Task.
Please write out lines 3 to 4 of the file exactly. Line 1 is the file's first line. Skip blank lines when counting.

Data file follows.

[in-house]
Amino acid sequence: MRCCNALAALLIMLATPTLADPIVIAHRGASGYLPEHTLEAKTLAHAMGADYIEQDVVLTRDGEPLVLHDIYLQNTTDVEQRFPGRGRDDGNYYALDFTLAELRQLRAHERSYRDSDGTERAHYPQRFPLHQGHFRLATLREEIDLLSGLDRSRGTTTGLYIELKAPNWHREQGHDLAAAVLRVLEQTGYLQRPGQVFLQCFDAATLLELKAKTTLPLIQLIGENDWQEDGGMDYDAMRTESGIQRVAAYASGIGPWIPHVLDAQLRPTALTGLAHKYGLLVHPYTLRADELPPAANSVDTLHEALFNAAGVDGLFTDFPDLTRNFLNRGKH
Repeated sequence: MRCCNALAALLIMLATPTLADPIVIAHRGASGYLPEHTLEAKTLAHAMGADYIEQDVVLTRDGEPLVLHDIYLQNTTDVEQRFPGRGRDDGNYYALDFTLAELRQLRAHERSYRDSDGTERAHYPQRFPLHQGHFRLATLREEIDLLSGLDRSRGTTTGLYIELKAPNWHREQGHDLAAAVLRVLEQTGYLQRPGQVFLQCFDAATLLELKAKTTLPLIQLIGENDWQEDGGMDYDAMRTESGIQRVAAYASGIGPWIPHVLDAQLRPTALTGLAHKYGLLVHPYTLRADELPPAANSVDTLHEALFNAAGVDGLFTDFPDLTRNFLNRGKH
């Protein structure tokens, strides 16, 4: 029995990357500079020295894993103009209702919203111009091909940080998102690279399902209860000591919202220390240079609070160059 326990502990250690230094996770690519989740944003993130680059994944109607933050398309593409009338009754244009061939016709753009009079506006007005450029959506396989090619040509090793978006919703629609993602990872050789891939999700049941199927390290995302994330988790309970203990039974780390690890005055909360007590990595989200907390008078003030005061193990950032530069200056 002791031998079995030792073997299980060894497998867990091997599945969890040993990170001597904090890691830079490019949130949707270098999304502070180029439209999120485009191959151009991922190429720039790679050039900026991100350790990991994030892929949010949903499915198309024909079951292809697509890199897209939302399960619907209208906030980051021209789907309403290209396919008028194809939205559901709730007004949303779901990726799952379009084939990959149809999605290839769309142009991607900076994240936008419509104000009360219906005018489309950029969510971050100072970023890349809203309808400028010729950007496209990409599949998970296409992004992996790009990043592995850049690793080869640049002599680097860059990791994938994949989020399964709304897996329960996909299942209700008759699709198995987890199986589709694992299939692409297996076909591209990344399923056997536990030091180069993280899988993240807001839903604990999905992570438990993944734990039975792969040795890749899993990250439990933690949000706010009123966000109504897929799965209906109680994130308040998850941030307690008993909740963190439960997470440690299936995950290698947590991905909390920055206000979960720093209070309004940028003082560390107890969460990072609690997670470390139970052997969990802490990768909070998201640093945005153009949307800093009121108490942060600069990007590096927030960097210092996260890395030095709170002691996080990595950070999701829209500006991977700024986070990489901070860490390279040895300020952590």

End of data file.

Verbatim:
Repeated sequence: MRCCNALAALLIMLATPTLADPIVIAHRGASGYLPEHTLEAKTLAHAMGADYIEQDVVLTRDGEPLVLHDIYLQNTTDVEQRFPGRGRDDGNYYALDFTLAELRQLRAHERSYRDSDGTERAHYPQRFPLHQGHFRLATLREEIDLLSGLDRSRGTTTGLYIELKAPNWHREQGHDLAAAVLRVLEQTGYLQRPGQVFLQCFDAATLLELKAKTTLPLIQLIGENDWQEDGGMDYDAMRTESGIQRVAAYASGIGPWIPHVLDAQLRPTALTGLAHKYGLLVHPYTLRADELPPAANSVDTLHEALFNAAGVDGLFTDFPDLTRNFLNRGKH
């Protein structure tokens, strides 16, 4: 029995990357500079020295894993103009209702919203111009091909940080998102690279399902209860000591919202220390240079609070160059 326990502990250690230094996770690519989740944003993130680059994944109607933050398309593409009338009754244009061939016709753009009079506006007005450029959506396989090619040509090793978006919703629609993602990872050789891939999700049941199927390290995302994330988790309970203990039974780390690890005055909360007590990595989200907390008078003030005061193990950032530069200056 002791031998079995030792073997299980060894497998867990091997599945969890040993990170001597904090890691830079490019949130949707270098999304502070180029439209999120485009191959151009991922190429720039790679050039900026991100350790990991994030892929949010949903499915198309024909079951292809697509890199897209939302399960619907209208906030980051021209789907309403290209396919008028194809939205559901709730007004949303779901990726799952379009084939990959149809999605290839769309142009991607900076994240936008419509104000009360219906005018489309950029969510971050100072970023890349809203309808400028010729950007496209990409599949998970296409992004992996790009990043592995850049690793080869640049002599680097860059990791994938994949989020399964709304897996329960996909299942209700008759699709198995987890199986589709694992299939692409297996076909591209990344399923056997536990030091180069993280899988993240807001839903604990999905992570438990993944734990039975792969040795890749899993990250439990933690949000706010009123966000109504897929799965209906109680994130308040998850941030307690008993909740963190439960997470440690299936995950290698947590991905909390920055206000979960720093209070309004940028003082560390107890969460990072609690997670470390139970052997969990802490990768909070998201640093945005153009949307800093009121108490942060600069990007590096927030960097210092996260890395030095709170002691996080990595950070999701829209500006991977700024986070990489901070860490390279040895300020952590």